• ASCII characters occupied seven bits (code points 0-127), and contains only characters used in North American English. ASCII characters are usually encoded in bytes, so many vendors of ASCII-based systems used the remaining codes 128-255 for special characters such as graphics, line symbols (horizontal, vertical, connector, and corner line symbols for drawing tables), and accented characters; these were called "extended ASCII".
    • Several ISO standards exist in an attempt to standardize the "extended ascii" characters, such as ISO8859, which was intended to enable the encoding of European languages by adding currency symbols and accented characters. However, the original version of ISO8859 (called ISO8859-1) does not include all accented characters and was created before the Euro symbol was standardized, so there are multiple versions of ISO8859, ranging from ISO8859-1 through ISO8859-15.
    • The Unicode and ISO10646 initiatives were initiated to create a single character code set that would encode all symbols used in human writing, both for current and obsolete languages. These initiatives were merged, and the Unicode and ISO10646 standards define a common character set with 232 potential code points. However, Unicode also describes transformation formats for data interchange, rendering and composition/decomposition recommendations, and font symbol recommendations.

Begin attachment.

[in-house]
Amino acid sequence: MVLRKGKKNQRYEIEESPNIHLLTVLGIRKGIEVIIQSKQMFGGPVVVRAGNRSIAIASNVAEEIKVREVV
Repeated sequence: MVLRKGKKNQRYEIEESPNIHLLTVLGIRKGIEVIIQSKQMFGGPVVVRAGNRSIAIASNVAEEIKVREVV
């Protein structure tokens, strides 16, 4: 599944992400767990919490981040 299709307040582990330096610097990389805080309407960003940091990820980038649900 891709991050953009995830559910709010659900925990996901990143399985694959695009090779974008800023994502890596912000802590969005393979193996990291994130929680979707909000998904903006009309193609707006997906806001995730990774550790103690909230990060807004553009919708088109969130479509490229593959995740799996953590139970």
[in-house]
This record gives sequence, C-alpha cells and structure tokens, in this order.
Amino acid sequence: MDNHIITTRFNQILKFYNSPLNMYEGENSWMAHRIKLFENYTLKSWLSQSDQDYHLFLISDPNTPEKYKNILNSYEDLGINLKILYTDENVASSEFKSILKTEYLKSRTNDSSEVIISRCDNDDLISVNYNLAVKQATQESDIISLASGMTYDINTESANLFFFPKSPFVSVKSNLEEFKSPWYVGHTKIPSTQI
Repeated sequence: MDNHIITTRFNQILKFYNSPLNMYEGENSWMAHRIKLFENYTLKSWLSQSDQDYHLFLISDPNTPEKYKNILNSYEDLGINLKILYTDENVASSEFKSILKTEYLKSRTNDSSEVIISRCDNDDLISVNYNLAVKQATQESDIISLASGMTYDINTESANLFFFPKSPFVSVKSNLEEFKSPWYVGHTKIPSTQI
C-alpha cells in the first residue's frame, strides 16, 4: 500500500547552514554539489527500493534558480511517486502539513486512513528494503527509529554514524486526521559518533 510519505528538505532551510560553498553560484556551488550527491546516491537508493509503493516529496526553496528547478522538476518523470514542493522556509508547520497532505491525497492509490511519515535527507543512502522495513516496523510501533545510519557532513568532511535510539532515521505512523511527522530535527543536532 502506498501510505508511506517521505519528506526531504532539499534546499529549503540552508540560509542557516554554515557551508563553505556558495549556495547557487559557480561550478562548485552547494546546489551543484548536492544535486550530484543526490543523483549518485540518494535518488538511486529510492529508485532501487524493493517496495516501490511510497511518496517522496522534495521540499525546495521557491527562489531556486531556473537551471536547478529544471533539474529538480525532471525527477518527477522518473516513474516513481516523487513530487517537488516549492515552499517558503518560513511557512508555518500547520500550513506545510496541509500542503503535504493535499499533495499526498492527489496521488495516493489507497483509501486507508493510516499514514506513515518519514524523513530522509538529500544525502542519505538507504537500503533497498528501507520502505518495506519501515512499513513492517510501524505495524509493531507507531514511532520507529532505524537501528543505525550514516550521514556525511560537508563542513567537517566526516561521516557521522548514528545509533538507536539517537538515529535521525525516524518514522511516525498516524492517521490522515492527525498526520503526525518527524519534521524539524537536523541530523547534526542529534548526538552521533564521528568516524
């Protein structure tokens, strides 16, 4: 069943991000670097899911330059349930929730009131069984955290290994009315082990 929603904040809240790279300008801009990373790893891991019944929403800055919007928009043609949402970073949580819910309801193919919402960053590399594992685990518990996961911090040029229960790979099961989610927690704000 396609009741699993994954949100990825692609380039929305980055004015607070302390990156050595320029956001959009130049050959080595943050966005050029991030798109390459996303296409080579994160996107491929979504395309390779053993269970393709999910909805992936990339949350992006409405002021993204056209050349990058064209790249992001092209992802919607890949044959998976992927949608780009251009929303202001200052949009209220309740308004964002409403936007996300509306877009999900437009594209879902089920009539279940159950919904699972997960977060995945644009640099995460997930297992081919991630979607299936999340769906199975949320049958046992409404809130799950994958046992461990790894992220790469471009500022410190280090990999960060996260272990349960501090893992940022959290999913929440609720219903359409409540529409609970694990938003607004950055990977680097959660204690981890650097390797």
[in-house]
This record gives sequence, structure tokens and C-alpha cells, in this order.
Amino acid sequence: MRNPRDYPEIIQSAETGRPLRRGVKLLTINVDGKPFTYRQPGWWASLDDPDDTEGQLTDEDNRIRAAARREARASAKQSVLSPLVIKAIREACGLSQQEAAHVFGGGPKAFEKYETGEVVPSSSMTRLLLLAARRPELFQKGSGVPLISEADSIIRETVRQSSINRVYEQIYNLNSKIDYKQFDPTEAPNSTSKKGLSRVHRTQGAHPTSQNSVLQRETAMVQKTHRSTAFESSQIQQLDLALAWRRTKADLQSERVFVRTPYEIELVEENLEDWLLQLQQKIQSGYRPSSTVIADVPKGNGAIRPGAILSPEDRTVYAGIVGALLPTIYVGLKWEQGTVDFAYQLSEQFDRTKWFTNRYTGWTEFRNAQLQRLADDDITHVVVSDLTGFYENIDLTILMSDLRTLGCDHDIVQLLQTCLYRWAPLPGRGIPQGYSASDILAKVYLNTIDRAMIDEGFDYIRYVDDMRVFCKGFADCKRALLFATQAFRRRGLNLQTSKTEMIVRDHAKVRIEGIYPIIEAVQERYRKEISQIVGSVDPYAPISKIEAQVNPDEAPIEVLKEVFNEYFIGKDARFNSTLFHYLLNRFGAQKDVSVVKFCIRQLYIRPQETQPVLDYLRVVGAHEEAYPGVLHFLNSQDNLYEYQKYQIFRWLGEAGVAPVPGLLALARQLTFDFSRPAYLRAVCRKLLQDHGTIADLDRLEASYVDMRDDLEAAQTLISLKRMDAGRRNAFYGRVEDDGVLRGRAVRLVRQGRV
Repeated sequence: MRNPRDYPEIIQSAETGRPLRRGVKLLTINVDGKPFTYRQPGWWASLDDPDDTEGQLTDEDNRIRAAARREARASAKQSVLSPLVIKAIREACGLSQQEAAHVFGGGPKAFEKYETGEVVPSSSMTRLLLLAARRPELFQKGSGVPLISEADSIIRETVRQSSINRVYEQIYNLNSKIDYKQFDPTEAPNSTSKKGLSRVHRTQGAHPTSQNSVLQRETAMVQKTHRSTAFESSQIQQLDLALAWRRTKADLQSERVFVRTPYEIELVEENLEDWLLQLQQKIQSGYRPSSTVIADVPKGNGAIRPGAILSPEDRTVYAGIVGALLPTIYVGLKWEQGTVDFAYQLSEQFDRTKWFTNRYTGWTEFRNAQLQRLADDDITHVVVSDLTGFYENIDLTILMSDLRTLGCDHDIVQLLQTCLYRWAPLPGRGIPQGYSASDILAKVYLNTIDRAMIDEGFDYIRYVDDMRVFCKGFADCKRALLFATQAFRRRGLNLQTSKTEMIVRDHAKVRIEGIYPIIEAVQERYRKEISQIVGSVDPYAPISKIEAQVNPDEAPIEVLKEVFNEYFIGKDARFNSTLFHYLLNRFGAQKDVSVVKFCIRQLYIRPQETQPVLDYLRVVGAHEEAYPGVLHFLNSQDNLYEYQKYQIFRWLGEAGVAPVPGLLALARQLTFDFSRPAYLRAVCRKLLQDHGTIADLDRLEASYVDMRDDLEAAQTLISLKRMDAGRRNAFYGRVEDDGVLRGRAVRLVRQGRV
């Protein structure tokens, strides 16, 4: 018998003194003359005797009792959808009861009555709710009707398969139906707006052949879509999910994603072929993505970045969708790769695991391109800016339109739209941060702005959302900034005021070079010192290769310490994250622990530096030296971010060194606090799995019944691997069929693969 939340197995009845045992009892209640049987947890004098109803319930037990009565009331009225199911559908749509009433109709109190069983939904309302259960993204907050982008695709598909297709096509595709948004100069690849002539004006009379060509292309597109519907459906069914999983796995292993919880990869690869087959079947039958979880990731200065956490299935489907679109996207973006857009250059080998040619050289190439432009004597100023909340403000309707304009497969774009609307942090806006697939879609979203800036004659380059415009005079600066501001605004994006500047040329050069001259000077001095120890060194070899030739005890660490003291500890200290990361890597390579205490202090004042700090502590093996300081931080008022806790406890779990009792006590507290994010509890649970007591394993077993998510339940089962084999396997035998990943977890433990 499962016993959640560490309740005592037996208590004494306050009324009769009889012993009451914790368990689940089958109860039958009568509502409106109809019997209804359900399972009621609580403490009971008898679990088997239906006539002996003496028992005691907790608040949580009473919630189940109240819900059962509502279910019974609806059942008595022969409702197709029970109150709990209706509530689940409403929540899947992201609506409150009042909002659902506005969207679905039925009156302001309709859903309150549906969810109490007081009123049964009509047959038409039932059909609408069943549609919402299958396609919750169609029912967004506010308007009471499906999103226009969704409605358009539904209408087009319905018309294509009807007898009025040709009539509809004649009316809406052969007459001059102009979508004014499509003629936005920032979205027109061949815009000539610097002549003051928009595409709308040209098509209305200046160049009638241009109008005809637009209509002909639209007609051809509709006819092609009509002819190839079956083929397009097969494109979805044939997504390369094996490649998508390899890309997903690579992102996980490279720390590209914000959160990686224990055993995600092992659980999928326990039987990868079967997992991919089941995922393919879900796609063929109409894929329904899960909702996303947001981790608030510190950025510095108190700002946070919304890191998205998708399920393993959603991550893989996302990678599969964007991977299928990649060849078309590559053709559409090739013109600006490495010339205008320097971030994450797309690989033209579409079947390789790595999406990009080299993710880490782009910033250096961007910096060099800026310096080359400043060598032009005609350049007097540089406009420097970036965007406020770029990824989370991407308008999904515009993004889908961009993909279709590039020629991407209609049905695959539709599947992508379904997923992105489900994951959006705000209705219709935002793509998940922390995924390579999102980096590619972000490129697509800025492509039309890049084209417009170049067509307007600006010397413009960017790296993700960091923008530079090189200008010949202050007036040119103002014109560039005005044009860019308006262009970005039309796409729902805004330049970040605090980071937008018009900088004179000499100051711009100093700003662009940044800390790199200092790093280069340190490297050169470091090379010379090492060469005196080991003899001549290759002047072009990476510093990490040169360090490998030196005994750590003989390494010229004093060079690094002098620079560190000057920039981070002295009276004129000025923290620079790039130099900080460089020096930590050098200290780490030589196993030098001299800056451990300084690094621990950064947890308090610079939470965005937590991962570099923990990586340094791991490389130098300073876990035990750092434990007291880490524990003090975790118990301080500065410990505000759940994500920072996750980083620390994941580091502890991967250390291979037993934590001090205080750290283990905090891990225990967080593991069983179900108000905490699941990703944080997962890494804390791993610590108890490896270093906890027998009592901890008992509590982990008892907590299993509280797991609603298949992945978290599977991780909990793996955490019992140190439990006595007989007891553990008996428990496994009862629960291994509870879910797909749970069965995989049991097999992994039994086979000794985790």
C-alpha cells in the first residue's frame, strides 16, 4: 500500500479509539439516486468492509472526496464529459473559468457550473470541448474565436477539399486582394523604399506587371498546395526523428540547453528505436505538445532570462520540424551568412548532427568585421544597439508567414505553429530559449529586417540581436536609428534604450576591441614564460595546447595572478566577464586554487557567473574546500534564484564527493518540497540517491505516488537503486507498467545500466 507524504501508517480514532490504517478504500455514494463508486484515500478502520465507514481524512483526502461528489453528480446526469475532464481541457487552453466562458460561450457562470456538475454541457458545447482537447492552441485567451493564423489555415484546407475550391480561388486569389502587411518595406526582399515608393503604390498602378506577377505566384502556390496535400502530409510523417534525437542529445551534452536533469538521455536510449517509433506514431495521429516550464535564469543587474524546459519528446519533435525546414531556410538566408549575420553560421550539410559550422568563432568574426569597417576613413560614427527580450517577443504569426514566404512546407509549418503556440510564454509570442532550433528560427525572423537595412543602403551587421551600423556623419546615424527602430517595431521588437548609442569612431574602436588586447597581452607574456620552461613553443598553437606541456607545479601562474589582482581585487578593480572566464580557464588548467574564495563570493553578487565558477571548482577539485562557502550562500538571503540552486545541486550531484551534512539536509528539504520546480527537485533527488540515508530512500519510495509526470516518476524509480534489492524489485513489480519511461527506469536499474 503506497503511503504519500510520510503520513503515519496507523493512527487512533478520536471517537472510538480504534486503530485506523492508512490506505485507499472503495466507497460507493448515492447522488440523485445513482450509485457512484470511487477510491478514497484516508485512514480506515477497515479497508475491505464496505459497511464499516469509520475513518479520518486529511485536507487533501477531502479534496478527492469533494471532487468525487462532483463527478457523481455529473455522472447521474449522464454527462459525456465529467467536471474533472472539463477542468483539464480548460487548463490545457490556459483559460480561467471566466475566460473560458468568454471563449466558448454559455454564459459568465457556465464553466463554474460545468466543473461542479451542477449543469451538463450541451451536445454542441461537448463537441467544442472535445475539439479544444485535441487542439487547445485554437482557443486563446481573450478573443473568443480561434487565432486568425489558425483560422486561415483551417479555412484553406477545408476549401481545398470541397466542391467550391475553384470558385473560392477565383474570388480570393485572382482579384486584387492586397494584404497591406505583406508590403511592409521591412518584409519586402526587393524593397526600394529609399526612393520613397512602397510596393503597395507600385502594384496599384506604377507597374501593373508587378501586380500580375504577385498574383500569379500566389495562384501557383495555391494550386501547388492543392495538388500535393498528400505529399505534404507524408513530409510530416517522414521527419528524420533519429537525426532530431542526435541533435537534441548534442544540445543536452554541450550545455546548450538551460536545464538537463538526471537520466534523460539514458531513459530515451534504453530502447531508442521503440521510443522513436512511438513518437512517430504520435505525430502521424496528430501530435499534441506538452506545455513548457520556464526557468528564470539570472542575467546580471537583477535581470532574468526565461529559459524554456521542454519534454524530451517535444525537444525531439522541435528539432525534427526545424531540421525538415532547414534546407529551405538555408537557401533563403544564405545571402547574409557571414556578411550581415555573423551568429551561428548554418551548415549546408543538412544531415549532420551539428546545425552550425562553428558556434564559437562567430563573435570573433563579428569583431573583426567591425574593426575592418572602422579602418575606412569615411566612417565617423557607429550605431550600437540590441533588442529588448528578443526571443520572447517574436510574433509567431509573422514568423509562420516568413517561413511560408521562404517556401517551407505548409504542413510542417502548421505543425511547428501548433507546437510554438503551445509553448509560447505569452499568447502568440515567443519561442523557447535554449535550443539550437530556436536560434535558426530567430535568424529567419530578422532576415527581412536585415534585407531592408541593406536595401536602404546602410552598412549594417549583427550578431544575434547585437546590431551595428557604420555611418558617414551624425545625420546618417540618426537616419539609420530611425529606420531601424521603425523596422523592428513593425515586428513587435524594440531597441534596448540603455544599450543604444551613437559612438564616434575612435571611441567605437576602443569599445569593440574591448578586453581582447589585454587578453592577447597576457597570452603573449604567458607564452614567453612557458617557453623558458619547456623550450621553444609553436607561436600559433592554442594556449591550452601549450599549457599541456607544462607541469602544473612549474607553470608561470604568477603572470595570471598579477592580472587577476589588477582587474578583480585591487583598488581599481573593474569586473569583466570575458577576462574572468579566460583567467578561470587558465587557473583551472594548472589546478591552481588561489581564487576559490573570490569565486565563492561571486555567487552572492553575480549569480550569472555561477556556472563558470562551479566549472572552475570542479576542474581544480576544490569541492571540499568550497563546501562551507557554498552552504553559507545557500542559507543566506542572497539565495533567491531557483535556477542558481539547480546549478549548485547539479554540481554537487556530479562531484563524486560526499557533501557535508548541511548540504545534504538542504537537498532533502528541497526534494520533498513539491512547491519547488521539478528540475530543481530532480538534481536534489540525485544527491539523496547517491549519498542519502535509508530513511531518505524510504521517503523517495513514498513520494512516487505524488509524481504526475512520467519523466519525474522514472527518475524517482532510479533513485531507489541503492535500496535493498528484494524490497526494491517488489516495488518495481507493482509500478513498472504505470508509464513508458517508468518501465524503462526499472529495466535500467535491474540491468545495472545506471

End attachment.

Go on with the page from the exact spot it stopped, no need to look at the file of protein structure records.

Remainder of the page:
• The first 127 code points in Unicode correspond to ASCII code points, and the first 255 code points correspond to ISO8869-1 code points. The first 65536 code points form the Basic Multilingual Pane (BMP), which contains most of the characters required to write in all contemporary languages. Therefore, for many applications, it is inefficient to store Unicode as full 32-bit values. To solve this issue, several Unicode Transformation Formats (also known -- technically incorrectly -- as Unicode Transfer Formats) have been defined, including UTF-8, UTF-16, and UTF-32 (32-bit). UTF-8 represents ASCII and some ISO-8859 characters as a single byte, the remainder of the BMP as 2-3 bytes per character, and the remaining characters using 3-4 bytes per character. UTF-16 is similar, encoding much of the BMP in a single 16-bit value, and most other characters as two 16-bit values.
  • Sound
    • Sound waves are air pressure vibrations.
    • Sound is most often represented in raw digital form as a series of time-based measurements of air pressure, called Pulse Coded Modulation (PCM).
    • PCM takes a lot of storage, so sound is often compressed in either a lossless (perfectly recoverable) or lossy format (higher compression, but the decompressed data doesn't perfectly match the original data). To permit high compression ratios with minimal impact on quality, psychoacoustic compression is used - sound variations that most people can't perceive are removed.